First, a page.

Hear. Hear, my people at Saint Andrew’s. Hear, my people at Emmanuel. Hear, my people of the Shenandoah Valley. Hear, my people of the world.

Jesus is talking to all of us.

And the love he is talking to us about is not the kind of love we often think about today. Loving with the whole heart isn’t the romantic kind of love we find on greeting cards, in ads, or movies. Love incudes loyalty and sacrifice.

Jesus tells his followers that to love God is to be loyal to God both when it’s easy and difficult. We must be willing to be faithful to the end no matter what.

But even if we can wrap our minds around the concept of being loyal to God, we have to remember that this love, this loyalty, is bound up, as Jesus says in loving our neighbor. So we can’t choose to do one or the other.

Then, of course, comes the sticky part. Just who does Jesus mean by our “neighbor”? We know the answer: everyone is our neighbor, both those like us and those who are easy to love. But it also means those who aren’t just like us and those who are pretty difficult to stand, let alone love. That’s not always easy.

Our neighbors are also those we may never meet but who might be touched through our outreach and prayer. And guess what – the good news is that they might touch us.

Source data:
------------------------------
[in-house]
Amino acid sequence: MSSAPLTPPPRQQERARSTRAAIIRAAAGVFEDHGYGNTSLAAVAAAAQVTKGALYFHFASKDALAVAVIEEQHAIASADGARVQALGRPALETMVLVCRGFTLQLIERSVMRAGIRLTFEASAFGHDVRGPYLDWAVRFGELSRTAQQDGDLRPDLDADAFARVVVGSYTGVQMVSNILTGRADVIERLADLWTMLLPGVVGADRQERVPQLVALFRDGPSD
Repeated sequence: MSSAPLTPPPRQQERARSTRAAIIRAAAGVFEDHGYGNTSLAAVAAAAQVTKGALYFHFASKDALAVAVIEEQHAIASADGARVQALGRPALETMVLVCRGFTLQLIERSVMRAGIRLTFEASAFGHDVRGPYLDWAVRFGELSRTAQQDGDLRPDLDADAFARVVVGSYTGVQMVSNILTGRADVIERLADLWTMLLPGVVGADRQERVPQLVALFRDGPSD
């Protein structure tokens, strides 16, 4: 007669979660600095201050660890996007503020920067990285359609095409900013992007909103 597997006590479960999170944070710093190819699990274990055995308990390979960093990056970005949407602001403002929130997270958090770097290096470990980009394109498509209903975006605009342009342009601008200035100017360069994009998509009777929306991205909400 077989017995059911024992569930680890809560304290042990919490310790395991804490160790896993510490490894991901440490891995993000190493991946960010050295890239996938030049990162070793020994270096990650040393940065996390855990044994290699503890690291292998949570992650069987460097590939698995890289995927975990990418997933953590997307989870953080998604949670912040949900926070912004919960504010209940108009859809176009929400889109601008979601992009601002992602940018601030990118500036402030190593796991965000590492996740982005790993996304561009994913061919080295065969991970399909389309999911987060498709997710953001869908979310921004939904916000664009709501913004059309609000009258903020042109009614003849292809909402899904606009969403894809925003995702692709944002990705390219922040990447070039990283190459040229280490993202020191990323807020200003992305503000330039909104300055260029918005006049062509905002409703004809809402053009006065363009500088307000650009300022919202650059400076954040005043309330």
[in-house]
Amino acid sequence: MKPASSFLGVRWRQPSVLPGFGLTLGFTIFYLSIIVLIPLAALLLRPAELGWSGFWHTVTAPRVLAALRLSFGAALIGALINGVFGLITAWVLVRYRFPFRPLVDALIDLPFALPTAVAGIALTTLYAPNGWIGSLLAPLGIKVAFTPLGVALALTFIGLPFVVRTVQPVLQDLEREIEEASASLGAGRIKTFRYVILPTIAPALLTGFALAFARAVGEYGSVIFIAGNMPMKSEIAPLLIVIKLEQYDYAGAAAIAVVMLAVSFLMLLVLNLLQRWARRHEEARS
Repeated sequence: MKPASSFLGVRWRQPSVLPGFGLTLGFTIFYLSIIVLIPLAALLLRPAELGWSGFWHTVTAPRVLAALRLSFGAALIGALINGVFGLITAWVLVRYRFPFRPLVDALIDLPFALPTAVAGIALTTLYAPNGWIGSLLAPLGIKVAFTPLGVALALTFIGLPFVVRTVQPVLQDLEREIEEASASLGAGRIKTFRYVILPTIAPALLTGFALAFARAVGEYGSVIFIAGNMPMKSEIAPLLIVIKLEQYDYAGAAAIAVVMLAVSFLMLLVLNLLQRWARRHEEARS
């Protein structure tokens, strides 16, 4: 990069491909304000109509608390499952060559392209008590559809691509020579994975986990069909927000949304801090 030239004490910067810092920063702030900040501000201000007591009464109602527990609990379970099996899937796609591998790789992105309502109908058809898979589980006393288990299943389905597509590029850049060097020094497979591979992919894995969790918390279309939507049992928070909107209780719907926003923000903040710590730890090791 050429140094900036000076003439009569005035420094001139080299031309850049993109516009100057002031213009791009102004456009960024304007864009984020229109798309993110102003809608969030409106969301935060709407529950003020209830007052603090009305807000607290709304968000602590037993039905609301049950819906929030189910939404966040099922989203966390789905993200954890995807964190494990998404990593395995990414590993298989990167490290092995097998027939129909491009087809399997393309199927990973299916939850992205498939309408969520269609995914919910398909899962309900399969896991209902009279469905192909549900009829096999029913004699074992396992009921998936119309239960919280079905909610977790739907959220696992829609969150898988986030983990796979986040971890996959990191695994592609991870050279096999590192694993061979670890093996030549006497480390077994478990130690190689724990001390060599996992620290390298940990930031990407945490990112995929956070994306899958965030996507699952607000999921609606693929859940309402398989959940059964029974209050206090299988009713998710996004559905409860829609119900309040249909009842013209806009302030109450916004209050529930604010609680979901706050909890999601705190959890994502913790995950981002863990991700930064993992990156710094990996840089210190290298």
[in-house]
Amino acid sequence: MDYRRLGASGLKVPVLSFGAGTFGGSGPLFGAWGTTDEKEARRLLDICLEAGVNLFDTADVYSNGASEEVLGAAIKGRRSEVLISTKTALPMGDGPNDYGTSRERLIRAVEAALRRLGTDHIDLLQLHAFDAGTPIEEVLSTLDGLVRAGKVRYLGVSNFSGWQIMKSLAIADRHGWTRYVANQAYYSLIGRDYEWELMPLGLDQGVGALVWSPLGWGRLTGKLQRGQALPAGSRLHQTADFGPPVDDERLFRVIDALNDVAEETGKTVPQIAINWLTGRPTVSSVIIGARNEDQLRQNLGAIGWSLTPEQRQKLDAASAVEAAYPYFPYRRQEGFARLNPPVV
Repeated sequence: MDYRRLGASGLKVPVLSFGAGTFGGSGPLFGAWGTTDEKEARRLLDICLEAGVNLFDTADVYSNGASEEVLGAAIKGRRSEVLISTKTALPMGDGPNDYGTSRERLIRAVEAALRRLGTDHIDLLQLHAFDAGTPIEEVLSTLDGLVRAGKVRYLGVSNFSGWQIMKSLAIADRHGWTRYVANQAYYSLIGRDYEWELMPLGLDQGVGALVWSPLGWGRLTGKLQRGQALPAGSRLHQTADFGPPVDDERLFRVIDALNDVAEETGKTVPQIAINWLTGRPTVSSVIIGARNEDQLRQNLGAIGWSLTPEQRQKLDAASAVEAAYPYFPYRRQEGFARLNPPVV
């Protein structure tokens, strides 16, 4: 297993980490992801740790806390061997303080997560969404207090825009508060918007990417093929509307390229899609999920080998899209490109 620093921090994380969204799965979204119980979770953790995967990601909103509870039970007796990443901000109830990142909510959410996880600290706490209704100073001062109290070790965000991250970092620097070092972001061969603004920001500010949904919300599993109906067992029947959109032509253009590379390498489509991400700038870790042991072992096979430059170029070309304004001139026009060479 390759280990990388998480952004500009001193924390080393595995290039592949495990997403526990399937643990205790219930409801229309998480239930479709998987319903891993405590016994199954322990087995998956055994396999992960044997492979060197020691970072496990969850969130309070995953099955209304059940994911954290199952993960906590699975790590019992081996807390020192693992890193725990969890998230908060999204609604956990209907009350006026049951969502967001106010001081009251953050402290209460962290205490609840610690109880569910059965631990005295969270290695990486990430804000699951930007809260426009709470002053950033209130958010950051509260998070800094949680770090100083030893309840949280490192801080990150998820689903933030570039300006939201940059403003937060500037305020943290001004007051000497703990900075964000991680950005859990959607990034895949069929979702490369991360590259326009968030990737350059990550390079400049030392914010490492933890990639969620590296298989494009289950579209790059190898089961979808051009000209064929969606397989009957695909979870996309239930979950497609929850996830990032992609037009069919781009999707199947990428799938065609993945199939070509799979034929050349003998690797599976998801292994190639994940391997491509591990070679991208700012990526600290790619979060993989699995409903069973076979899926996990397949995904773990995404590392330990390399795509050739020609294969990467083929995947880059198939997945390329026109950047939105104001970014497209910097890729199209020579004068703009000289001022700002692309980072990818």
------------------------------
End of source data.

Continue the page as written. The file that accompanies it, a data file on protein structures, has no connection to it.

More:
Being brought face to face with that kind of love – maybe that was more than Jesus’ followers could fully comprehend, and that’s why they asked no more questions.

Perhaps they didn’t yet understand the depth of the love Jesus was talking about. Or maybe they didn’t yet understand love as Ruth did and as Naomi did. Some did, and others learned along the way, but others walked away.

So, what now? We may be perfectly willing to accept the full responsibility of this kind of love, but we’d like some guidelines. Jews seek to live out of Torah. Let the story of Ruth and Naomi strengthen your heart. Let the Shema strengthen your heart.

And how does this love of God and love of our neighbors deepen in our Christian faith? How do we live out love as described by our Presiding Bishop, Michael Curry: “If it’s not about love, it’s not about God.”

In a couple of weeks, we will celebrate a baptism at Saint Andrew’s. Let the words of the baptismal covenant strengthen your heart. “Seek and serve Christ in all persons.”[10] And let the words of Jesus strengthen your heart. “Love the Lord your God with all your heart, and with all your soul, and with all your mind, and with all your strength.”


[1] Mark 12:34, New Revised Standard Version (“NRSV”)

[2] Mark 11:18, NRSV

[3] Mark 12:28, NRSV

[4] Ibid.

[5] Mark 12:30, NRSV

[6] Mark 12:29, NRSV

[7] Mark 12:31, NRSV


[9] Ibid.

[10] Book of Common Prayer, The Baptismal Covenant, p. 305.